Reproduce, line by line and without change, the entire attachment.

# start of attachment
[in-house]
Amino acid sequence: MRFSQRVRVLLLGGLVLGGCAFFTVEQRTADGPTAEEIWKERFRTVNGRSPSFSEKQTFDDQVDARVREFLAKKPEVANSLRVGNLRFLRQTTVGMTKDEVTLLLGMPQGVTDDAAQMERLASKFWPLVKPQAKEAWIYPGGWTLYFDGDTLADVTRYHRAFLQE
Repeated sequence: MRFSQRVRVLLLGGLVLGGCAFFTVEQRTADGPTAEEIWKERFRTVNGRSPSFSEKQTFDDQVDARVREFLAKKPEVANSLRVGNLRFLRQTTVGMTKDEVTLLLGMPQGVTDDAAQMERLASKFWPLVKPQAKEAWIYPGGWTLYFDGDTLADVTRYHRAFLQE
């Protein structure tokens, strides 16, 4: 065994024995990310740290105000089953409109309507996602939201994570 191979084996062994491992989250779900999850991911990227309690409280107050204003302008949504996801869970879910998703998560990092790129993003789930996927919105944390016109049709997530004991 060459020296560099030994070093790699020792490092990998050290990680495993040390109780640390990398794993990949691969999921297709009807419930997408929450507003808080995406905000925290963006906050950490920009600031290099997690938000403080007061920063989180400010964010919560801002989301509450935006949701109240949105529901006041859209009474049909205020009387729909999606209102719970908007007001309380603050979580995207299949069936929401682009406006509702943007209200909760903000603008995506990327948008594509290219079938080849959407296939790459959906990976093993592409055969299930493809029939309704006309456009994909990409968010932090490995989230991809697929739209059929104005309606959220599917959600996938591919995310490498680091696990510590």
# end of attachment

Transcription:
[in-house]
Amino acid sequence: MRFSQRVRVLLLGGLVLGGCAFFTVEQRTADGPTAEEIWKERFRTVNGRSPSFSEKQTFDDQVDARVREFLAKKPEVANSLRVGNLRFLRQTTVGMTKDEVTLLLGMPQGVTDDAAQMERLASKFWPLVKPQAKEAWIYPGGWTLYFDGDTLADVTRYHRAFLQE
Repeated sequence: MRFSQRVRVLLLGGLVLGGCAFFTVEQRTADGPTAEEIWKERFRTVNGRSPSFSEKQTFDDQVDARVREFLAKKPEVANSLRVGNLRFLRQTTVGMTKDEVTLLLGMPQGVTDDAAQMERLASKFWPLVKPQAKEAWIYPGGWTLYFDGDTLADVTRYHRAFLQE
């Protein structure tokens, strides 16, 4: 065994024995990310740290105000089953409109309507996602939201994570 191979084996062994491992989250779900999850991911990227309690409280107050204003302008949504996801869970879910998703998560990092790129993003789930996927919105944390016109049709997530004991 060459020296560099030994070093790699020792490092990998050290990680495993040390109780640390990398794993990949691969999921297709009807419930997408929450507003808080995406905000925290963006906050950490920009600031290099997690938000403080007061920063989180400010964010919560801002989301509450935006949701109240949105529901006041859209009474049909205020009387729909999606209102719970908007007001309380603050979580995207299949069936929401682009406006509702943007209200909760903000603008995506990327948008594509290219079938080849959407296939790459959906990976093993592409055969299930493809029939309704006309456009994909990409968010932090490995989230991809697929739209059929104005309606959220599917959600996938591919995310490498680091696990510590």